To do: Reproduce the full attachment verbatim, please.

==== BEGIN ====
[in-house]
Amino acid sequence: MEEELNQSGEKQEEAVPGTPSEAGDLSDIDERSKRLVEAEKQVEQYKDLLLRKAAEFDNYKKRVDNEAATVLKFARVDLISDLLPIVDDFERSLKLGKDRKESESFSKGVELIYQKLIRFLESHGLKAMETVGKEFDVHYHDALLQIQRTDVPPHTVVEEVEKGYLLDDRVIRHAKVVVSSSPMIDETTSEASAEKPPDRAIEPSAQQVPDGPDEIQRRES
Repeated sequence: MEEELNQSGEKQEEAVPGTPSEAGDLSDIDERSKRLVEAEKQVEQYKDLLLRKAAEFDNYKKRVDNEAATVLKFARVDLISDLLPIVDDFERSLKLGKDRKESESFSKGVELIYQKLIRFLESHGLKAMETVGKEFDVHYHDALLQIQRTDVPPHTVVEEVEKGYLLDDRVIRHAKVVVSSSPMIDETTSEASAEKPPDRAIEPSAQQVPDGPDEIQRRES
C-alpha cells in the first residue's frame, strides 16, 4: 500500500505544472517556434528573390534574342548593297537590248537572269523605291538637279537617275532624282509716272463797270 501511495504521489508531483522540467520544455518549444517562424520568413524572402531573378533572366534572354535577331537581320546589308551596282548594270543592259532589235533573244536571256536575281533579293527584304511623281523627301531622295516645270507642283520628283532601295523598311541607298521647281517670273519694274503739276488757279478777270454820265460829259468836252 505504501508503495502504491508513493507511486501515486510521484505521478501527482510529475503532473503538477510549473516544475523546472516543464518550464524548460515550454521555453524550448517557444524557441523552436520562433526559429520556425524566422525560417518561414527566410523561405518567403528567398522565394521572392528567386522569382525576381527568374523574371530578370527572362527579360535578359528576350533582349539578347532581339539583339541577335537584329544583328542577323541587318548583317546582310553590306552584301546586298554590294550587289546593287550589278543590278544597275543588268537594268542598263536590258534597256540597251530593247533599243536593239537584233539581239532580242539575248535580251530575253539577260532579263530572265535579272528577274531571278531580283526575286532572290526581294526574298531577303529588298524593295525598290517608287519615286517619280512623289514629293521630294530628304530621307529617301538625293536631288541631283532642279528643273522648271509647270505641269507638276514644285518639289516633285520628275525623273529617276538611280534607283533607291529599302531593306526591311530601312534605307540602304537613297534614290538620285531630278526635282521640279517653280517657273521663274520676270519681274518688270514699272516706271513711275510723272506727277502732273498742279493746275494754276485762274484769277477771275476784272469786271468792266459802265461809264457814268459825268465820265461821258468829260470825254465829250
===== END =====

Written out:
[in-house]
Amino acid sequence: MEEELNQSGEKQEEAVPGTPSEAGDLSDIDERSKRLVEAEKQVEQYKDLLLRKAAEFDNYKKRVDNEAATVLKFARVDLISDLLPIVDDFERSLKLGKDRKESESFSKGVELIYQKLIRFLESHGLKAMETVGKEFDVHYHDALLQIQRTDVPPHTVVEEVEKGYLLDDRVIRHAKVVVSSSPMIDETTSEASAEKPPDRAIEPSAQQVPDGPDEIQRRES
Repeated sequence: MEEELNQSGEKQEEAVPGTPSEAGDLSDIDERSKRLVEAEKQVEQYKDLLLRKAAEFDNYKKRVDNEAATVLKFARVDLISDLLPIVDDFERSLKLGKDRKESESFSKGVELIYQKLIRFLESHGLKAMETVGKEFDVHYHDALLQIQRTDVPPHTVVEEVEKGYLLDDRVIRHAKVVVSSSPMIDETTSEASAEKPPDRAIEPSAQQVPDGPDEIQRRES
C-alpha cells in the first residue's frame, strides 16, 4: 500500500505544472517556434528573390534574342548593297537590248537572269523605291538637279537617275532624282509716272463797270 501511495504521489508531483522540467520544455518549444517562424520568413524572402531573378533572366534572354535577331537581320546589308551596282548594270543592259532589235533573244536571256536575281533579293527584304511623281523627301531622295516645270507642283520628283532601295523598311541607298521647281517670273519694274503739276488757279478777270454820265460829259468836252 505504501508503495502504491508513493507511486501515486510521484505521478501527482510529475503532473503538477510549473516544475523546472516543464518550464524548460515550454521555453524550448517557444524557441523552436520562433526559429520556425524566422525560417518561414527566410523561405518567403528567398522565394521572392528567386522569382525576381527568374523574371530578370527572362527579360535578359528576350533582349539578347532581339539583339541577335537584329544583328542577323541587318548583317546582310553590306552584301546586298554590294550587289546593287550589278543590278544597275543588268537594268542598263536590258534597256540597251530593247533599243536593239537584233539581239532580242539575248535580251530575253539577260532579263530572265535579272528577274531571278531580283526575286532572290526581294526574298531577303529588298524593295525598290517608287519615286517619280512623289514629293521630294530628304530621307529617301538625293536631288541631283532642279528643273522648271509647270505641269507638276514644285518639289516633285520628275525623273529617276538611280534607283533607291529599302531593306526591311530601312534605307540602304537613297534614290538620285531630278526635282521640279517653280517657273521663274520676270519681274518688270514699272516706271513711275510723272506727277502732273498742279493746275494754276485762274484769277477771275476784272469786271468792266459802265461809264457814268459825268465820265461821258468829260470825254465829250